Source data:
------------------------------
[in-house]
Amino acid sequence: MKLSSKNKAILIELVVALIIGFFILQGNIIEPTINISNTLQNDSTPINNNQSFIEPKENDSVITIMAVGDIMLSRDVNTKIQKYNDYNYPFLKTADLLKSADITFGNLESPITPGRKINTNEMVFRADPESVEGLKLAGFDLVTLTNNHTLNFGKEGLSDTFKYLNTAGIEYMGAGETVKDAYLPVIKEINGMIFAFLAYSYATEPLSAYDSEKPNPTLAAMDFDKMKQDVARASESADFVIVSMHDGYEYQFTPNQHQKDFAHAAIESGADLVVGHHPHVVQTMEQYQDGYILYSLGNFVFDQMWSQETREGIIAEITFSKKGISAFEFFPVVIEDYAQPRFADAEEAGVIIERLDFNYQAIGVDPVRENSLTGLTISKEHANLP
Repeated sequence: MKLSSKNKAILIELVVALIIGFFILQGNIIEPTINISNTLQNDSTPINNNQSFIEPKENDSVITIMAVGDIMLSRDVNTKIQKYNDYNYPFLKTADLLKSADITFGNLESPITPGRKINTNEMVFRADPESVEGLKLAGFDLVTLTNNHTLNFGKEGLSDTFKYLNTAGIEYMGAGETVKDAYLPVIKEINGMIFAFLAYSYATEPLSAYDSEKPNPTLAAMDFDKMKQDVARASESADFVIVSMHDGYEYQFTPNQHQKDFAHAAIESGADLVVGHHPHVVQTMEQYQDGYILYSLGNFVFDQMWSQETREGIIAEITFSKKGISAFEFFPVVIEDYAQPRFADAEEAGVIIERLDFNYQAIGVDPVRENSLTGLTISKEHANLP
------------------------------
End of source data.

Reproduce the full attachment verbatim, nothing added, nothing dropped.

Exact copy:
[in-house]
Amino acid sequence: MKLSSKNKAILIELVVALIIGFFILQGNIIEPTINISNTLQNDSTPINNNQSFIEPKENDSVITIMAVGDIMLSRDVNTKIQKYNDYNYPFLKTADLLKSADITFGNLESPITPGRKINTNEMVFRADPESVEGLKLAGFDLVTLTNNHTLNFGKEGLSDTFKYLNTAGIEYMGAGETVKDAYLPVIKEINGMIFAFLAYSYATEPLSAYDSEKPNPTLAAMDFDKMKQDVARASESADFVIVSMHDGYEYQFTPNQHQKDFAHAAIESGADLVVGHHPHVVQTMEQYQDGYILYSLGNFVFDQMWSQETREGIIAEITFSKKGISAFEFFPVVIEDYAQPRFADAEEAGVIIERLDFNYQAIGVDPVRENSLTGLTISKEHANLP
Repeated sequence: MKLSSKNKAILIELVVALIIGFFILQGNIIEPTINISNTLQNDSTPINNNQSFIEPKENDSVITIMAVGDIMLSRDVNTKIQKYNDYNYPFLKTADLLKSADITFGNLESPITPGRKINTNEMVFRADPESVEGLKLAGFDLVTLTNNHTLNFGKEGLSDTFKYLNTAGIEYMGAGETVKDAYLPVIKEINGMIFAFLAYSYATEPLSAYDSEKPNPTLAAMDFDKMKQDVARASESADFVIVSMHDGYEYQFTPNQHQKDFAHAAIESGADLVVGHHPHVVQTMEQYQDGYILYSLGNFVFDQMWSQETREGIIAEITFSKKGISAFEFFPVVIEDYAQPRFADAEEAGVIIERLDFNYQAIGVDPVRENSLTGLTISKEHANLP